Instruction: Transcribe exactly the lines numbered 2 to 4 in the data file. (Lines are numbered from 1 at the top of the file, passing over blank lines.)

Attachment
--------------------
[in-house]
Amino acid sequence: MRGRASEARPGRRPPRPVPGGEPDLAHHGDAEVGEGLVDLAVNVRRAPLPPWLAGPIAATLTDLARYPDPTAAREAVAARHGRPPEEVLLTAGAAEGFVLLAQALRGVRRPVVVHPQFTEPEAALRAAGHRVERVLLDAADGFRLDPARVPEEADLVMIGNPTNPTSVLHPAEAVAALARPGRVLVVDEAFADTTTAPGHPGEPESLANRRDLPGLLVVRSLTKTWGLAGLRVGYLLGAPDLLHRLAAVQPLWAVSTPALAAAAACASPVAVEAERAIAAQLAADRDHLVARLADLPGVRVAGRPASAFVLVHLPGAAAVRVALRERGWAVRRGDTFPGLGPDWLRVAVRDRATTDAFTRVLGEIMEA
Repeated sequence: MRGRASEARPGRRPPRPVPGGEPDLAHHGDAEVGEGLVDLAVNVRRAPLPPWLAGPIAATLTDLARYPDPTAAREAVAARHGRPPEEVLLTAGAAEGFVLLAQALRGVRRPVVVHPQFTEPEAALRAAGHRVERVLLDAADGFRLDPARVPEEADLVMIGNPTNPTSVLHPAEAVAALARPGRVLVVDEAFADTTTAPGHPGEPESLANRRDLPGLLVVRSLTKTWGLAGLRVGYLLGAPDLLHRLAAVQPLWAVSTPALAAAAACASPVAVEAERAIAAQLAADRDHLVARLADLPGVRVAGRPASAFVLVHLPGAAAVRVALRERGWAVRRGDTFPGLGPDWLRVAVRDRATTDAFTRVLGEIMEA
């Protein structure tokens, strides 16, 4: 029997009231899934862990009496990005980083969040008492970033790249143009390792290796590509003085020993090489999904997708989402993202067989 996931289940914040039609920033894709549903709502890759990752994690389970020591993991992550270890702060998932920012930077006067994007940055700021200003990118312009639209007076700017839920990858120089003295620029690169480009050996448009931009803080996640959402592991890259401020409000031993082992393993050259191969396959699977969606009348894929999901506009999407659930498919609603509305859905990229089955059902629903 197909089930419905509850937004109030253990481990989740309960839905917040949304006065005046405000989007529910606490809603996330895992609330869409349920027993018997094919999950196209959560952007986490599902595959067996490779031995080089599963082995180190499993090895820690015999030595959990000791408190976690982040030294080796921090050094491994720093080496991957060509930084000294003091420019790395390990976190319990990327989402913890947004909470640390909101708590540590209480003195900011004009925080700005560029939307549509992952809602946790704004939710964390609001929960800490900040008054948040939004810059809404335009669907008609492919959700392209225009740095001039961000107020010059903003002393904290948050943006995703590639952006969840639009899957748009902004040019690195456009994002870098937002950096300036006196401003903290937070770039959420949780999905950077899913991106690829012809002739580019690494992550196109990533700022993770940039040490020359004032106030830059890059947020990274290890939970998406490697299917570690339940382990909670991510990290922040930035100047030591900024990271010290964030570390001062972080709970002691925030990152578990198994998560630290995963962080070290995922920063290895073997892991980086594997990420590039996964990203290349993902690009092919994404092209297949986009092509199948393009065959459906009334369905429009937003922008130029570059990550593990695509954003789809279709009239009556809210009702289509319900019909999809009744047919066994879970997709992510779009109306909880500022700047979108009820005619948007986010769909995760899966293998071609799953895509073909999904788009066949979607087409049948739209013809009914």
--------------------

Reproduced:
Amino acid sequence: MRGRASEARPGRRPPRPVPGGEPDLAHHGDAEVGEGLVDLAVNVRRAPLPPWLAGPIAATLTDLARYPDPTAAREAVAARHGRPPEEVLLTAGAAEGFVLLAQALRGVRRPVVVHPQFTEPEAALRAAGHRVERVLLDAADGFRLDPARVPEEADLVMIGNPTNPTSVLHPAEAVAALARPGRVLVVDEAFADTTTAPGHPGEPESLANRRDLPGLLVVRSLTKTWGLAGLRVGYLLGAPDLLHRLAAVQPLWAVSTPALAAAAACASPVAVEAERAIAAQLAADRDHLVARLADLPGVRVAGRPASAFVLVHLPGAAAVRVALRERGWAVRRGDTFPGLGPDWLRVAVRDRATTDAFTRVLGEIMEA
Repeated sequence: MRGRASEARPGRRPPRPVPGGEPDLAHHGDAEVGEGLVDLAVNVRRAPLPPWLAGPIAATLTDLARYPDPTAAREAVAARHGRPPEEVLLTAGAAEGFVLLAQALRGVRRPVVVHPQFTEPEAALRAAGHRVERVLLDAADGFRLDPARVPEEADLVMIGNPTNPTSVLHPAEAVAALARPGRVLVVDEAFADTTTAPGHPGEPESLANRRDLPGLLVVRSLTKTWGLAGLRVGYLLGAPDLLHRLAAVQPLWAVSTPALAAAAACASPVAVEAERAIAAQLAADRDHLVARLADLPGVRVAGRPASAFVLVHLPGAAAVRVALRERGWAVRRGDTFPGLGPDWLRVAVRDRATTDAFTRVLGEIMEA
């Protein structure tokens, strides 16, 4: 029997009231899934862990009496990005980083969040008492970033790249143009390792290796590509003085020993090489999904997708989402993202067989 996931289940914040039609920033894709549903709502890759990752994690389970020591993991992550270890702060998932920012930077006067994007940055700021200003990118312009639209007076700017839920990858120089003295620029690169480009050996448009931009803080996640959402592991890259401020409000031993082992393993050259191969396959699977969606009348894929999901506009999407659930498919609603509305859905990229089955059902629903 197909089930419905509850937004109030253990481990989740309960839905917040949304006065005046405000989007529910606490809603996330895992609330869409349920027993018997094919999950196209959560952007986490599902595959067996490779031995080089599963082995180190499993090895820690015999030595959990000791408190976690982040030294080796921090050094491994720093080496991957060509930084000294003091420019790395390990976190319990990327989402913890947004909470640390909101708590540590209480003195900011004009925080700005560029939307549509992952809602946790704004939710964390609001929960800490900040008054948040939004810059809404335009669907008609492919959700392209225009740095001039961000107020010059903003002393904290948050943006995703590639952006969840639009899957748009902004040019690195456009994002870098937002950096300036006196401003903290937070770039959420949780999905950077899913991106690829012809002739580019690494992550196109990533700022993770940039040490020359004032106030830059890059947020990274290890939970998406490697299917570690339940382990909670991510990290922040930035100047030591900024990271010290964030570390001062972080709970002691925030990152578990198994998560630290995963962080070290995922920063290895073997892991980086594997990420590039996964990203290349993902690009092919994404092209297949986009092509199948393009065959459906009334369905429009937003922008130029570059990550593990695509954003789809279709009239009556809210009702289509319900019909999809009744047919066994879970997709992510779009109306909880500022700047979108009820005619948007986010769909995760899966293998071609799953895509073909999904788009066949979607087409049948739209013809009914």